a row sensor configured to measure a row offset between said implement and a row of said first swath;
a hitch connecting said implement to said vehicle, the hitch having a hitch offset between said implement and said vehicle; and wherein:
the turn computer is configured to use said row offset for steering said implement when said implement is being steered along said first swath and to use said hitch offset for steering said vehicle when said implement is being steered along said first swath.
4. The farming apparatus of claim 3, wherein:
the turn computer further includes a turn switch configured to disable the use of said row offset at said swath end position for steering said implement and to switch from said hitch offset to said GPS XTE at said swath end position for steering said vehicle; said turn switch further configured to re-enable the use of said row offset at said swach start position for steering said implement and to switch from said GPS XTE back to said hitch offset at said swath start position for steering said vehicle.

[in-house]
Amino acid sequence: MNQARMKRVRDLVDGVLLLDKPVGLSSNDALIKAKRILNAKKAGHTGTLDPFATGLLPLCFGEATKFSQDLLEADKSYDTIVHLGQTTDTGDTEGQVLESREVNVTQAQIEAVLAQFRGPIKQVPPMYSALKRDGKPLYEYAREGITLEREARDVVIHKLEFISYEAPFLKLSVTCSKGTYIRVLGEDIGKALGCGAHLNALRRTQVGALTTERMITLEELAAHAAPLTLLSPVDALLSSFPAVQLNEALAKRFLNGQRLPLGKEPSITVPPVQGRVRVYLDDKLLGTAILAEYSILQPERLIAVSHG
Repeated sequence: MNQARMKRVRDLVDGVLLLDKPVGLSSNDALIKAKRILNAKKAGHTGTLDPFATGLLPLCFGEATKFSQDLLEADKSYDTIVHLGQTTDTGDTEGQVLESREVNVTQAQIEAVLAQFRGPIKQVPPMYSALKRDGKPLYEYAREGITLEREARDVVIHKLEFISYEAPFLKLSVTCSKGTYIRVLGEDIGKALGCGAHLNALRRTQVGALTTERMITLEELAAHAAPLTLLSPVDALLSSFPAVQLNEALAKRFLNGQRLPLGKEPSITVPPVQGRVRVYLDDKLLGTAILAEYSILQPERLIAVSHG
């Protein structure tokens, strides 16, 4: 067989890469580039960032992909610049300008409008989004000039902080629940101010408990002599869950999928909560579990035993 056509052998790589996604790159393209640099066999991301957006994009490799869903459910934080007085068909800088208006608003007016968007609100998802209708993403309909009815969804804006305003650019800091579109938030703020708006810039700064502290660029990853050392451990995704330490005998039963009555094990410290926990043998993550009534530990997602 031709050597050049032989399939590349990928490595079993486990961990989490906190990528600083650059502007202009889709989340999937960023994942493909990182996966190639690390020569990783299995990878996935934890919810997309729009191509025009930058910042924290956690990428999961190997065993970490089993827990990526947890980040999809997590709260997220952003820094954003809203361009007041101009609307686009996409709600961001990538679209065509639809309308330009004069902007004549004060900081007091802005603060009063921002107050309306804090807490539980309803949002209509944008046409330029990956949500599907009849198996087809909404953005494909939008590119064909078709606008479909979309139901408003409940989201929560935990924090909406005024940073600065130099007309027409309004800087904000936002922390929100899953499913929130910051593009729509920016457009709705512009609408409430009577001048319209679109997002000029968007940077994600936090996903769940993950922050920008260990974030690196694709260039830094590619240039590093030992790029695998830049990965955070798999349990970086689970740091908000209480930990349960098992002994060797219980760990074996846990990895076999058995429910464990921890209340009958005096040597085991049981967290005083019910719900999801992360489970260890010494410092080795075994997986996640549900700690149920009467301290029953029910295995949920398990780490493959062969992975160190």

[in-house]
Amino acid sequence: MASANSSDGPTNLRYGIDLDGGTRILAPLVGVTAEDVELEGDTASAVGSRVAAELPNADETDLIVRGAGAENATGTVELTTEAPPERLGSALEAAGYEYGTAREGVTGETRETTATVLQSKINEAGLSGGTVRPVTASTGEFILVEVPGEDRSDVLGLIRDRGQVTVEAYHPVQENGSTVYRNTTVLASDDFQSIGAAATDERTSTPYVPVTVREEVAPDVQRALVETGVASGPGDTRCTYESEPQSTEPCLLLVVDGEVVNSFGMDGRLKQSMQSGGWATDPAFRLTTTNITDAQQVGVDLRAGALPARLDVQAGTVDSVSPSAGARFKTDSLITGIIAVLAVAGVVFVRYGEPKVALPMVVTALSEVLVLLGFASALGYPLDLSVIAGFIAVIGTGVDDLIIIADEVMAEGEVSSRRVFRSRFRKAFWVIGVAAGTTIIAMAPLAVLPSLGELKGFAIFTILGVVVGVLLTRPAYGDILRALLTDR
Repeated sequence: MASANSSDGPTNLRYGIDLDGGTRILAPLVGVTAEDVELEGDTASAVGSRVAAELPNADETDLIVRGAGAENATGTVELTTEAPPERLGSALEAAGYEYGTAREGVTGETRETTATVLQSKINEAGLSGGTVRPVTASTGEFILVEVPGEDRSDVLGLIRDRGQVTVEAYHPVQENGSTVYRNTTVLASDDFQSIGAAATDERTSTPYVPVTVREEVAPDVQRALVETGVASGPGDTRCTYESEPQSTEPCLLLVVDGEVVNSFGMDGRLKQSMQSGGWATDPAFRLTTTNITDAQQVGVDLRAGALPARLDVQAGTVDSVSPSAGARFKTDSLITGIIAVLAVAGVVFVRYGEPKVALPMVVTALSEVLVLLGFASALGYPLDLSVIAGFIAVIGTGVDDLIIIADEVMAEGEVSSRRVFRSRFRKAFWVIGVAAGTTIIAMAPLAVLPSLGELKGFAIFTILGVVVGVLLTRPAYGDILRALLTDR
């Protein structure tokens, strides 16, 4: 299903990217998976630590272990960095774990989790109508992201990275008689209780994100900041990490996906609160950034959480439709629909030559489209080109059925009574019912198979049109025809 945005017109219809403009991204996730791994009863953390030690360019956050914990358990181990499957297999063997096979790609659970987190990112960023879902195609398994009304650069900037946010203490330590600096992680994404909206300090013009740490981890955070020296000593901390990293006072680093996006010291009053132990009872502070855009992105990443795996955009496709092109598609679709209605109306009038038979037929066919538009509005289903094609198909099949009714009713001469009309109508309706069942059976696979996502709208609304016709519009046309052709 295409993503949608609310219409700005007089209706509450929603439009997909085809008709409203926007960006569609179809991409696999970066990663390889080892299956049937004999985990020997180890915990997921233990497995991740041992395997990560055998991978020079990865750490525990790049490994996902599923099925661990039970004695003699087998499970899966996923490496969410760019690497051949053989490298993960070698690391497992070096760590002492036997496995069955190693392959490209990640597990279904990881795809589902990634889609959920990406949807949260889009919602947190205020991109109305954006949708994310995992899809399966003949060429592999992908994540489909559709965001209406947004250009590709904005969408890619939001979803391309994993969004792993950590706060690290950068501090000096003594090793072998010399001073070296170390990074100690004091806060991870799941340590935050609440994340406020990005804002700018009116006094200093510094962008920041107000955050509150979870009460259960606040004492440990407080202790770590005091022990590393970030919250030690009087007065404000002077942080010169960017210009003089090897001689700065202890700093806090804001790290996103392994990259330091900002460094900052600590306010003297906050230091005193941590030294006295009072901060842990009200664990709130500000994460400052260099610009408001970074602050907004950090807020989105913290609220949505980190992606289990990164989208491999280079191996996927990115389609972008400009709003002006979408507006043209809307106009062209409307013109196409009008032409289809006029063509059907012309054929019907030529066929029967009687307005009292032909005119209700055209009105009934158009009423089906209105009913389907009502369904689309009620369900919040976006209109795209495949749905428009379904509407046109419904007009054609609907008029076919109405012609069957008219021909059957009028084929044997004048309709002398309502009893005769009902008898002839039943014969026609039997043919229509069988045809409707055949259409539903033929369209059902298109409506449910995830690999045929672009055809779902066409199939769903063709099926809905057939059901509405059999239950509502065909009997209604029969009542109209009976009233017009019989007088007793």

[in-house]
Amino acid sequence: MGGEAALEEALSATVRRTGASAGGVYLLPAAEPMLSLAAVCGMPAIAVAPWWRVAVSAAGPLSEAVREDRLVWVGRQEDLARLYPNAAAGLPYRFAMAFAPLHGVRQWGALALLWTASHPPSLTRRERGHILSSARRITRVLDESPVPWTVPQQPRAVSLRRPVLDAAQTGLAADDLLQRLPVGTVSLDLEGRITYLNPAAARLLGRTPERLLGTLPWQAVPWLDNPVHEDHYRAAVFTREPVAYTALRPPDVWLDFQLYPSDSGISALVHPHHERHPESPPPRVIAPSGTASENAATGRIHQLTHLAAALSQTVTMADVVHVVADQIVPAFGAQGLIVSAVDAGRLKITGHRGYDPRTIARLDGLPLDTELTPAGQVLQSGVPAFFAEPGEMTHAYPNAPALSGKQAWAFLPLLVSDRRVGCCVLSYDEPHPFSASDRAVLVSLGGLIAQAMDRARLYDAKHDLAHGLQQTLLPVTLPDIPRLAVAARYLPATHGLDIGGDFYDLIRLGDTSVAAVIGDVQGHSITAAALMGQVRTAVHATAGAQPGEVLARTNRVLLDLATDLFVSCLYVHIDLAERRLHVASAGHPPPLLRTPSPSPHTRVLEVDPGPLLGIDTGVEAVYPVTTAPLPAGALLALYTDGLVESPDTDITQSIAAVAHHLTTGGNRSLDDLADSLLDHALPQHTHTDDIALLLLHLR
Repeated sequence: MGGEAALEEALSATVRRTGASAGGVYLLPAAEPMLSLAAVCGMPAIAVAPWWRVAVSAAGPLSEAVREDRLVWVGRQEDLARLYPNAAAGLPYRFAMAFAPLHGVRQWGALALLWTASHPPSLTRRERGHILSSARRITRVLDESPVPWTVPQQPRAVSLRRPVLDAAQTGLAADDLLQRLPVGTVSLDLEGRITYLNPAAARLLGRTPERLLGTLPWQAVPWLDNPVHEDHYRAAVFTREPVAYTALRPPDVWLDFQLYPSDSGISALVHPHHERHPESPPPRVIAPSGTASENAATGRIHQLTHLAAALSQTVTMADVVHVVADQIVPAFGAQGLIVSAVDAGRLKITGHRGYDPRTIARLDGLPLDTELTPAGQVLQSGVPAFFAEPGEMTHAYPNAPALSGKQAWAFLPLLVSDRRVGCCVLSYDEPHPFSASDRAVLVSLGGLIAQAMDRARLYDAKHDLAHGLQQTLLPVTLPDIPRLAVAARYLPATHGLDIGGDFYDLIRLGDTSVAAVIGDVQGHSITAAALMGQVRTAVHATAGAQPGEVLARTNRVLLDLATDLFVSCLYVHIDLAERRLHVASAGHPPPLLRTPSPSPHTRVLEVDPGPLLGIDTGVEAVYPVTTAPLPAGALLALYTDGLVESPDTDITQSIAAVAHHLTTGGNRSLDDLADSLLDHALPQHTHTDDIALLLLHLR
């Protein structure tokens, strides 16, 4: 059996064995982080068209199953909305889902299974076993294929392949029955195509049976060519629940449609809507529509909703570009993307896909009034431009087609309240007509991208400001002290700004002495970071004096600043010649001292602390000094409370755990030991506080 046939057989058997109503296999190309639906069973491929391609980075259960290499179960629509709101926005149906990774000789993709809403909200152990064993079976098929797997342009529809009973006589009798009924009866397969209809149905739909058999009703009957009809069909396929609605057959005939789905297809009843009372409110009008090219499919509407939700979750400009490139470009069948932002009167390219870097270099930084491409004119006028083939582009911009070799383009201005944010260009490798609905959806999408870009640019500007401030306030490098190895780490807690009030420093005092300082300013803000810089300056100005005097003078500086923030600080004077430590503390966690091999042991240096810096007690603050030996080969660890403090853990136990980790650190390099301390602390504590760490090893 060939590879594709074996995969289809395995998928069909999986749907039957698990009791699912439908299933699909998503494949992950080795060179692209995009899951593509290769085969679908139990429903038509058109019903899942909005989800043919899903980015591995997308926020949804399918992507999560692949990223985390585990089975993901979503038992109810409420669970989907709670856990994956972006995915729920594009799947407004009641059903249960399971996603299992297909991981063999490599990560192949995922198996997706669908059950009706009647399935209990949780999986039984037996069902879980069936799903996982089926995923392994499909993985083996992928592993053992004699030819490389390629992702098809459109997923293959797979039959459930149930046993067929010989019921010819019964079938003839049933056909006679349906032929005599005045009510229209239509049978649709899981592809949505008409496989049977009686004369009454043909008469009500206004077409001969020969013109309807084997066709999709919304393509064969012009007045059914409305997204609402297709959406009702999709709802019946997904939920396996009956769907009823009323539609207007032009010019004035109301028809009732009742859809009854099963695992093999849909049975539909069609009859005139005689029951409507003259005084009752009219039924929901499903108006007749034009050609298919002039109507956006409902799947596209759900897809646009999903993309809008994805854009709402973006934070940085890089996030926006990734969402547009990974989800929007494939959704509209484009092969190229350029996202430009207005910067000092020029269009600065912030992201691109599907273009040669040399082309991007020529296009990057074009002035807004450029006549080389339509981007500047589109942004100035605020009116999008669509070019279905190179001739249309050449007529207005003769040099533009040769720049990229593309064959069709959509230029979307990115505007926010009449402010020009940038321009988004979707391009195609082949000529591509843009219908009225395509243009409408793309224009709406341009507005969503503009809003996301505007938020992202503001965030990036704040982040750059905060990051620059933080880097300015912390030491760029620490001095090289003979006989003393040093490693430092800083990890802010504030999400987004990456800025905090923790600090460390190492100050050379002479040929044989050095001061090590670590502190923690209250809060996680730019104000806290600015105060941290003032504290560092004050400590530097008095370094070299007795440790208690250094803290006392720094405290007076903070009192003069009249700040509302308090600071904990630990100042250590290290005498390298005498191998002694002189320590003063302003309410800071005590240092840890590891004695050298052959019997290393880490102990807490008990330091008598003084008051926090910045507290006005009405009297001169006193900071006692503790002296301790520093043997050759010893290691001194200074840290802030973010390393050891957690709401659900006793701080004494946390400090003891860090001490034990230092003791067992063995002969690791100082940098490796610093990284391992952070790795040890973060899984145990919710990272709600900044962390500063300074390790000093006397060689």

5. The farming apparatus of claim 1, further comprising:
an autopilot configured to steer said vehicle by turning a vehicle steering wheel, said vehicle steering wheel also operable by a human operator for manual steering of said vehicle.
6. The farming apparatus of claim 5, wherein:
the autopilot includes a drive wheel coupled by friction to an outside rim of said steering wheel to turn said steering wheel.
7. The farming apparatus of claim 1, wherein:
the autopilot includes a loop gain controller configured to process said GPS XTE according to parameters describing said vehicle for providing a control signal; a motor driver configured to use a power supply current for providing power for issuing a vehicle steering signal based on said control signal; a drive wheel rotationally coupled to a vehicle steering wheel and configured to turn said vehicle steering wheel according to said vehicle steering signal for steering said vehicle; and a steering force detector configured to compare said power supply current to an overload threshold indicative of a restraining force on said steering wheel and inhibit said power supply current to disable said vehicle steering signal when said threshold is exceeded.